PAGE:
India, England will look to lord it over each other

SWEATING IT OUT: The Indian players go through the drills during a practice session at Lord's on the eve of the second Test starting on Thursday.

SWEATING IT OUT: The Indian players go through the drills during a practice session at Lord's on the eve of the second Test starting on Thursday.  

A touch of controversy provides the backdrop to the second Test at the hallowed venue

Lord’s, cricket’s historical heart, is supposed to be awash with nostalgia and the gentle world of civility, more so in its bicentenary year. In the 2013 edition of Wisden India Almanack, Kamila Shamsie wrote: “You never know what a day at Lord’s might bring, except this: whatever the result, the mood won’t turn ugly.”

Blame it on the ultra-competitive streak that spills even outside the boundary ropes these days as the air around this hallowed venue now has a touch of controversy ahead of the second Test starting here on Thursday.

India’s protest about James Anderson’s run-in with Ravindra Jadeja at Trent Bridge, and the England and Wales Cricket Board’s riposte that hinted at a tit-for-tat complaint, has queered the pitch.

The pre-match press conferences hinged on this topic. Alastair Cook admitted to being surprised and felt that the issue had got his team tighter. M.S. Dhoni reiterated that what happened was wrong and he and his team had no choice but to press charges.

The whispers on the sidelines continued and after a drawn first Test, the series has slipped into gamesmanship.

If England and India jostle for the moral high-ground off the field, a near-equal battle was witnessed at Trent Bridge. Largely, the batsmen including the tail, dominated with the bowlers being reduced to bit-players except when Ishant Sharma (third day afternoon) and Stuart Broad (fifth day morning) dished out their incisive spells.

India will take heart from the runs that almost all its batsmen made, including Murali Vijay’s ton, Stuart Binny’s resilient knock and a few other cameos.

Lone sore point

The lone sore point was Virat Kohli’s failure in both innings to capitalise upon a placid pitch (1 and 8).

He has relished the challenge of notching hundreds overseas, be it South Africa or New Zealand, and what better place than Lord’s to raise your bat and join the honours board that has diverse Indian centurions like Dilip Vengsarkar (thrice) and Ajit Agarkar (once).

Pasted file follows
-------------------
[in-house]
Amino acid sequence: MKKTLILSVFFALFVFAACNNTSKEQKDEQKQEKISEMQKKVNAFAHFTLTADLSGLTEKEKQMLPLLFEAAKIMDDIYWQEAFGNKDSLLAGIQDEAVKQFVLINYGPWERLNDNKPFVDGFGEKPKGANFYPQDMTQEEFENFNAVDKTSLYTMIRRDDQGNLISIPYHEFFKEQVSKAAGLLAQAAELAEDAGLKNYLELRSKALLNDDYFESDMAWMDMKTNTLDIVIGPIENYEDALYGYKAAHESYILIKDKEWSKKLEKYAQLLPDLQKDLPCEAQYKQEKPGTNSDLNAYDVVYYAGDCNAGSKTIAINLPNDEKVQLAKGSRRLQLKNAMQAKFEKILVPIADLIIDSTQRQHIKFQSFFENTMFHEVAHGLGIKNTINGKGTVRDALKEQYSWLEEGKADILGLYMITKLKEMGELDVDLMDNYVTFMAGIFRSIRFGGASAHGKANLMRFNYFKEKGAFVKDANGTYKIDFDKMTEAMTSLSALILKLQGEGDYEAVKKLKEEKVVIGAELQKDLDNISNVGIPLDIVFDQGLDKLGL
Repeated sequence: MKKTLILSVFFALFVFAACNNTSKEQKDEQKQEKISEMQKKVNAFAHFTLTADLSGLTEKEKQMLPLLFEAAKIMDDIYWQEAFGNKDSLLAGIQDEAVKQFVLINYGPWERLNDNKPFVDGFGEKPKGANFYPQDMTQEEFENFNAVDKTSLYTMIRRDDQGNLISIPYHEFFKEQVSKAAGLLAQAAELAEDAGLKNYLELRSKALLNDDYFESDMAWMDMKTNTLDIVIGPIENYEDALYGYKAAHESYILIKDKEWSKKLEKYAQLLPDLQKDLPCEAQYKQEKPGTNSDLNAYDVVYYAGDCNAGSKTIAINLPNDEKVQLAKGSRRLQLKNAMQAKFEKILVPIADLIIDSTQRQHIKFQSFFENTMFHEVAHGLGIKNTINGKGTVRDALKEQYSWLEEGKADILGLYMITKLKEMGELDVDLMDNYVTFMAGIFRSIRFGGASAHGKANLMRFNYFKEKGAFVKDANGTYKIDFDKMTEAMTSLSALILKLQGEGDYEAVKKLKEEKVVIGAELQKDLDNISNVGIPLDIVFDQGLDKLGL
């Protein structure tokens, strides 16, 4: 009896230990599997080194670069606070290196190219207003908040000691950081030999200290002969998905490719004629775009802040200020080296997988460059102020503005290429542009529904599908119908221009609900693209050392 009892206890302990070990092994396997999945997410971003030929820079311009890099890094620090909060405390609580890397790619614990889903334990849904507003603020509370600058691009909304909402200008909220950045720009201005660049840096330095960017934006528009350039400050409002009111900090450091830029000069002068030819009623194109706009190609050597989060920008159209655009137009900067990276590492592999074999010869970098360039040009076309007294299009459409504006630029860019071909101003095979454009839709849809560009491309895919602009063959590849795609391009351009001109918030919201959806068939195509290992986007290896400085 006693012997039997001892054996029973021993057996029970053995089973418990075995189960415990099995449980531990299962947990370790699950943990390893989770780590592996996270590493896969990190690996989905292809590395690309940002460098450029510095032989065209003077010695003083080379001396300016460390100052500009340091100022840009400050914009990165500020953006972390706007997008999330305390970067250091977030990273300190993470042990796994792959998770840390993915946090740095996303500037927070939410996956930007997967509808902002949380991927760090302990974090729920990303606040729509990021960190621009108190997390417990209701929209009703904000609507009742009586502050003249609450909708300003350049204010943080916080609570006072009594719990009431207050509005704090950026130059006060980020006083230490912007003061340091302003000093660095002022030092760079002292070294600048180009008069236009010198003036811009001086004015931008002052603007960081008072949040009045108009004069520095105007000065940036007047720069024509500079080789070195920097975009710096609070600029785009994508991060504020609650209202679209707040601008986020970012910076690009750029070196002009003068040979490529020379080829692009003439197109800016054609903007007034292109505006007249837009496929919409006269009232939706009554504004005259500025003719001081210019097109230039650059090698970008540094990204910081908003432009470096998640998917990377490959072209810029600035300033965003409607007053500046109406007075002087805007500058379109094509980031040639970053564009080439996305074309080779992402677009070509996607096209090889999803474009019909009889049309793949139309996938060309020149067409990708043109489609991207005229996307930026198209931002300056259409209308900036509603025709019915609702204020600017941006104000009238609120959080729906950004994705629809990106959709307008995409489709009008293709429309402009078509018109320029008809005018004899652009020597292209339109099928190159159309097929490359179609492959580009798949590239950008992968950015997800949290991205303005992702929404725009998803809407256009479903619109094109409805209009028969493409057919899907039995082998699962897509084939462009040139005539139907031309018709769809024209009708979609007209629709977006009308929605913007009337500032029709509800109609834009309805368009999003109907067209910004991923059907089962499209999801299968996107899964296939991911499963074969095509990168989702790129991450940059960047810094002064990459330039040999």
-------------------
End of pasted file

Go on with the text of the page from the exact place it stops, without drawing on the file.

Much was speculated about Dhoni’s bold move to step in with five bowlers in the first Test before the pitch’s siesta hampered his initiation of Binny as the support seamer. The Lord’s pitch with its tinge of green — but one that was considerably slow when Sri Lanka played last month — will add to the doubts.

Team composition

If practice sessions are any yardstick to go by, Dhoni may well stick to his ‘three seamers, one all-rounder and a lone spinner’ ploy but he added a line at the media interaction: “The composition of the team, will depend on the pitch.”

England too has its bowling woes and they are largely centred on spin, a cupboard that remains bare after Graeme Swann’s retirement and Monty Panesar’s personal diversions.

“It is a shallow pond. We need to do more to get more spin bowlers playing,” said Peter Such, England’s spin bowling coach, in a chat with the local dailies.

The desperation has forced the host management to recall Simon Kerrigan.

The left-arm spinner struggled in his previous Test, the one at The Oval in the Ashes last year, bowling eight overs and conceding 53.

This summer, he has grabbed 28 wickets for Lancashire and Cook and coach Peter Moores believe that Kerrigan might get a role if the surface at Lord’s stays dry.

It would also be interesting to see if India’s complaint will wind up Anderson and provoke him into a blistering spell. Suffering a long drought with the bat, Cook will also be taxed by the questions around his spearhead.

Lead bowlers seem to have it tough when India and England face-off at Lord’s.

In 2011, Zaheer Khan limped out after a combined spell of 13.3-8-18-2 and India never recovered despite Rahul Dravid’s ton. It is Anderson’s turn now to suffer from stress, mostly psychological.

India believes it is self-inflicted.

The teams (from): India: M.S. Dhoni (captain), Shikhar Dhawan, Murali Vijay, Gautam Gambhir, Cheteshwar Pujara, Virat Kohli, Rohit Sharma, Ajinkya Rahane, Ravindra Jadeja, R. Ashwin, Ishant Sharma, Bhuvneshwar Kumar, Mohammed Shami, Varun Aaron, Pankaj Singh, Stuart Binny, Ishwar Pandey and Wriddhiman Saha.

England: Alastair Cook (captain), Ian Bell, Gary Ballance, Sam Robson, Joe Root, Moeen Ali, Matt Prior, James Anderson, Stuart Broad, Chris Jordan, Liam Plunkett, Ben Stokes, Chris Woakes and Simon Kerrigan.

Umpires: Kumar Dharmasena & Bruce Oxenford; Third umpire: Richard Illingworth; Match referee: David Boon.

Play starts at 3.30 p.m. IST.

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Printable version | Apr 3, 2020 4:01:24 AM |

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